image image

The Philippines

Sea change: Philippines drops tough talk against China to hail new era of economic ties

After Manila drops its belligerent stance on maritime disputes, trade minister predicts even faster growth in economic ties between nations

PUBLISHED : Wednesday, 12 July, 2017, 8:32am
UPDATED : Wednesday, 12 July, 2017, 2:45pm

The Philippines’ trade minister is predicting economic ties with China will grow faster than ever as the island nation sets aside their maritime border disputes, signalling a sea change from Manila’s confrontational approach to diplomacy initially under a tough-talking new president.

A year after an international tribunal dealt a blow to Beijing’s assertiveness in the South China Sea, Philippine Secretary of Trade and Industry Ramon Lopez told the Post in an exclusive interview on Tuesday that his country was taking a “realistic and practical” approach to their territorial disputes.

As the Philippines’ target for GDP growth was an ambitious 7 to 8 per cent in the coming five years, Lopez said, China would be the key force to help his country achieve that. He pointed to the 34 per cent year-on-year growth of exports from the Philippines to the mainland and Hong Kong from January to May.

“I credit it to the wisdom of our president [Rodrigo Duterte] to really be more realistic and practical, to consider the positive points of having a relationship with China renewed,” Lopez said.

“He has mentioned in many of his statements that why fight China when we can set aside the differences and focus on areas of cooperation, focus on how China and the Philippines can help in mutual growth?”

Wednesday marks the one-year anniversary of when the Permanent Court of Arbitration at The Hague rejected Beijing’s territorial claims in the South China Sea, saying they lacked legal basis.

No Chinese boycott of Philippine products over tribunal’s South China Sea ruling: Beijing official

The legal challenge was initiated by Manila in 2013 under then-president Benigno Aquino.

When Duterte ran for president last year, he was belligerent about taking on Beijing, even declaring he would take a jet ski to the disputed Spratly Islands and plant his country’s flag there. He did not carry out the threat.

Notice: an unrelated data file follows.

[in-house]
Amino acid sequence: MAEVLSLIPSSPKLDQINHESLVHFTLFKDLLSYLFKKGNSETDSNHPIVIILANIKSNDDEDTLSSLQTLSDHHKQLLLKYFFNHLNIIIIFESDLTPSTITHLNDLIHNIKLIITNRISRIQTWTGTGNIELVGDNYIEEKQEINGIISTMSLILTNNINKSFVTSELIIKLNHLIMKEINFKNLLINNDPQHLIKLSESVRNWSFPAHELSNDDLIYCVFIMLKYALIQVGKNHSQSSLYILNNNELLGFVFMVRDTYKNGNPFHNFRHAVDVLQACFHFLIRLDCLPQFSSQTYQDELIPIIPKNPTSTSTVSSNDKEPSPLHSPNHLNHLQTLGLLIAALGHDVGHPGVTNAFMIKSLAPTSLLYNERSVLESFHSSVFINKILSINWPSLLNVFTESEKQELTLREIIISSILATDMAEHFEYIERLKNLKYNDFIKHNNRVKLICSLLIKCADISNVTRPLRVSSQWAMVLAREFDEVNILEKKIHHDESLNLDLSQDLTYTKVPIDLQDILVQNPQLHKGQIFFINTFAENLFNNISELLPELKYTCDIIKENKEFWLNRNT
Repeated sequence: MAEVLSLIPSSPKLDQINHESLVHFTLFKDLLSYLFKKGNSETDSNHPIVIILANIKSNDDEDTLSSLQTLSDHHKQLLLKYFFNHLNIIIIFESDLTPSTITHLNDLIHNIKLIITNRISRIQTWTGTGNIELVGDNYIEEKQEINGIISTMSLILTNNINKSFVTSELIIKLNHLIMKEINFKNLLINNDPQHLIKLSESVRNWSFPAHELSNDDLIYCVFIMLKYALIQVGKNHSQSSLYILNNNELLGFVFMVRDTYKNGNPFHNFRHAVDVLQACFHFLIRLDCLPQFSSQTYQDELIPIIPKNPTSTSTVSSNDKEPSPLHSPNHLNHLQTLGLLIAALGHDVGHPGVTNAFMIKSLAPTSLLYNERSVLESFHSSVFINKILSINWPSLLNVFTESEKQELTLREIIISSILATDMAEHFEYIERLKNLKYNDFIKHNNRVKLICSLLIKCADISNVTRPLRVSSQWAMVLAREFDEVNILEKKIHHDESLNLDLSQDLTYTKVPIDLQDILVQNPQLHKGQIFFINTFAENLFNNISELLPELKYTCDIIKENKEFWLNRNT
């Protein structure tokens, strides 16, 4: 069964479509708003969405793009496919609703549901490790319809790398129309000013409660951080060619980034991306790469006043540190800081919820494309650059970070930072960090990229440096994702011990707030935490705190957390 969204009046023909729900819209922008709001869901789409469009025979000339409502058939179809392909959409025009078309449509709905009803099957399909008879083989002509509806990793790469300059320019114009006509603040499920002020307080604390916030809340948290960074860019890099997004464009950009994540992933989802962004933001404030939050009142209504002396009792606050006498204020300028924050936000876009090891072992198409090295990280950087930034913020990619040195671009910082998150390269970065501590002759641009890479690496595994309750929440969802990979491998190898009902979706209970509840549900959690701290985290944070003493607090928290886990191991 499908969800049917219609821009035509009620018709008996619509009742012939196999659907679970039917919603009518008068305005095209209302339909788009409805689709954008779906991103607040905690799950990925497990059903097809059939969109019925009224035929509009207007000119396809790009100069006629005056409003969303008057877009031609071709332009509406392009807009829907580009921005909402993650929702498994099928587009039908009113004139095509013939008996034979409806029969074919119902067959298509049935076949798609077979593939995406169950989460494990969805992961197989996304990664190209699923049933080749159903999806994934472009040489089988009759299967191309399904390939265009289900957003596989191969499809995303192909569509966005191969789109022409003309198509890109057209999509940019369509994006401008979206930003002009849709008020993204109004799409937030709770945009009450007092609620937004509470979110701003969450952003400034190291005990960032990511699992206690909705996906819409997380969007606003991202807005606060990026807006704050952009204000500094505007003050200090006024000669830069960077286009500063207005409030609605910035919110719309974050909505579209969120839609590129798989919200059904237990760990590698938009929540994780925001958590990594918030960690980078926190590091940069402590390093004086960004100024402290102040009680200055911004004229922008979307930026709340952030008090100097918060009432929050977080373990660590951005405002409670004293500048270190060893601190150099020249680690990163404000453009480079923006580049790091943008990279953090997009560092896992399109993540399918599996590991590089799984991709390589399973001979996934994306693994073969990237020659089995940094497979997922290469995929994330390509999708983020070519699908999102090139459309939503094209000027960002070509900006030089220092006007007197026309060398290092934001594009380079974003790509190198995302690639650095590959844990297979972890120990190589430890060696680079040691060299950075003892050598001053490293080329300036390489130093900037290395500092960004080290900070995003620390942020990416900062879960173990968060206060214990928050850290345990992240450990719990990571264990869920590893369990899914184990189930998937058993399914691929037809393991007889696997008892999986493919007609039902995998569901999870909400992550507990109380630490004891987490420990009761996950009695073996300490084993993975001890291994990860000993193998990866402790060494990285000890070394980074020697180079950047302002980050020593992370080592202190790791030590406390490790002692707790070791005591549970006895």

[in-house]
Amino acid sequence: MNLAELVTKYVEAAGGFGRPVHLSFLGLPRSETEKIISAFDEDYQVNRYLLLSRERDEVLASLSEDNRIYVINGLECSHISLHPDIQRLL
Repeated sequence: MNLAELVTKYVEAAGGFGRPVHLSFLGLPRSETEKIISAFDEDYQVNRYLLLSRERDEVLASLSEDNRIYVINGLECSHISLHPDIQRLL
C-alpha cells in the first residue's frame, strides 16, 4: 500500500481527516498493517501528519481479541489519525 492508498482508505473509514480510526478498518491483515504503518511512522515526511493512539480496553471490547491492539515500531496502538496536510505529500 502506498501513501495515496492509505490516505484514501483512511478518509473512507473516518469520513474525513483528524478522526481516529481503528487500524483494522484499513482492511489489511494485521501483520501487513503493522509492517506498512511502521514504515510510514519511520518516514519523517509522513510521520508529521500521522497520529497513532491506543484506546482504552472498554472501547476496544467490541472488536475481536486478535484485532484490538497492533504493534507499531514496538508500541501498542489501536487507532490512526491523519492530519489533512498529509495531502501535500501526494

Relations between Beijing and Manila have improved significantly after Duterte’s initial blunt talk, and both sides have agreed to enhance communication and establish a mechanism for cooperation between their coastguards.

Lopez also noted China’s lifting of a ban on the import of bananas and mangos from the Philippines had boosted his country’s exports. While total global exports in the first five months of this year grew 14 per cent year on year, the figure hit 34 per cent for the mainland and Hong Kong.

Most Asean countries ‘want to stay out of Beijing’s South China Sea dispute with the Philippines’

“It will only grow faster because it is only now we are getting to see a fuller impact of this relationship, the fuller impacts of the benefits of having a revived and renewed relationship,” he said.

“It is only now that Chinese investors are taking a second look at the Philippines, when we have improved the relationship. In the past five years, nothing much was really happening.”

Chinese investors are taking a second look at the Philippines
Ramon Lopez, Philippine trade minister

To make it easier for Chinese citizens to do business in the Philippines, Lopez said, he was open to the idea of waiving their required visas for up to a week. He said he could raise the suggestion to the relevant department “if there is a likelihood of that being raised by Chinese investors”.

“If you want to explore business opportunities and therefore you want to visit the Philippines and meet the people, that is something we can look at,” he said.

The trade minister reassured investors that it was now “much safer” to do business in his country since Duterte launched his controversial war on drugs. The Philippines’ crime rate had dropped 53 per cent since Duterte took office, he noted.

Xu Liping, a professor at the Chinese Academy of Social Sciences’ Institute of Asia-Pacific Studies, said Duterte made the “right decision” to seek closer ties with China for economic benefit.

China and the Philippines must find common ground on the South China Sea

“If the Philippines does not make friends with China, its GDP will not be growing this fast. China plays an important role,” he said. “The Aquino administration really hurt trade relations between the countries.”

The Philippines’ ties with Hong Kong also hit rock bottom with Aquino as president in 2010 when a disgruntled policeman in Manila took a bus full of tourists hostage. Eight Hongkongers were killed in a bungled rescue.